PJI Joins Defense of Christian Company Owner in Bible Study Case

Salem, OR–The Pacific Justice Institute (PJI) has joined in the defense of a Christian construction company’s owner in a case that has generated national attention.

Joel Dahl is the owner and sole officer of Dahled Up Construction, a corporation headquartered in Albany, Oregon. A former prison inmate who turned his life around after embracing Christianity, Dahl operates his company in accordance with Christian principles—his company’s logo, in fact, even has a cross where the second “t” in “construction” would be. Many of the people he employs are former inmates like him whose job prospects are limited due to their criminal histories.
Dahled Up hires employees without regard to religion. However, in accordance with its mission to help people who were once in Dahl’s position find the path of the straight and narrow, the company encourages its employees to attend a weekly Bible study to be exposed to the moral lessons the Bible teaches. The study takes place during working hours, and employees who attend receive pay. Although many Dahled Up employees willingly attend the Bible study as they seek to make positive changes in their own lives, the practice came under fire in August when Ryan Coleman, a former Dahled Up employee, sued the company, claiming that Dahled Up discriminated against him by requiring him to attend the Bible study. Coleman later amended his civil complaint to include a claim against Dahl himself as well as his company.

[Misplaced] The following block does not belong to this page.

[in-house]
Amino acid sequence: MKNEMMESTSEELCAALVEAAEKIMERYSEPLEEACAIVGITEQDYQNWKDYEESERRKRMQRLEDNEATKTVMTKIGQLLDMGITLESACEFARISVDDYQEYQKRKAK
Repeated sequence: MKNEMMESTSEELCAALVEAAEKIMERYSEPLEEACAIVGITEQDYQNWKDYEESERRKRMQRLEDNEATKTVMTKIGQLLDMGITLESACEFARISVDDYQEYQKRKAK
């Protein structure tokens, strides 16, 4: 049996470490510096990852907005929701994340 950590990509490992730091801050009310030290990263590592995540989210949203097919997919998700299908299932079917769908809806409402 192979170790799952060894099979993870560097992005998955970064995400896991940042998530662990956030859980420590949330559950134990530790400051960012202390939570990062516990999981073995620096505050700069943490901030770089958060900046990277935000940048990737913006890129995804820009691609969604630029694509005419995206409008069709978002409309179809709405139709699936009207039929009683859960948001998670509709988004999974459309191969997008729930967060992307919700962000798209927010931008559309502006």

When Coleman initially filed his lawsuit, the story caught the attention of national media, including the Washington Post. Though Dahl’s company was already represented by an Oregon attorney at the time, Dahl asked PJI to assist with the defense of both himself and his company due to PJI’s expertise in the area of religious liberty. PJI attorney Ray Hacke thus filed a motion last week in an Oregon state court to dismiss Coleman’s claim that Dahl “aided and abetted” his company’s alleged religious discrimination toward Coleman.

“Joel Dahl hopes to do more with his company than just construction work,” PJI President Brad Dacus said. “He hopes to help inmates who were once like him, and who might otherwise have difficulty finding work because of their past mistakes, find redemption. The Supreme Court has repeatedly held in recent years that Christian business owners are, for the most part, free to operate their companies in accordance with their faith’s principles. We hope to defend Mr. Dahl’s right to do the same, especially given the well-documented power of Christianity to transform even the vilest of offenders into model citizens.”

Companies interested in viewing PJI’s “Faith in the Workplace” training video can provide their information here. ​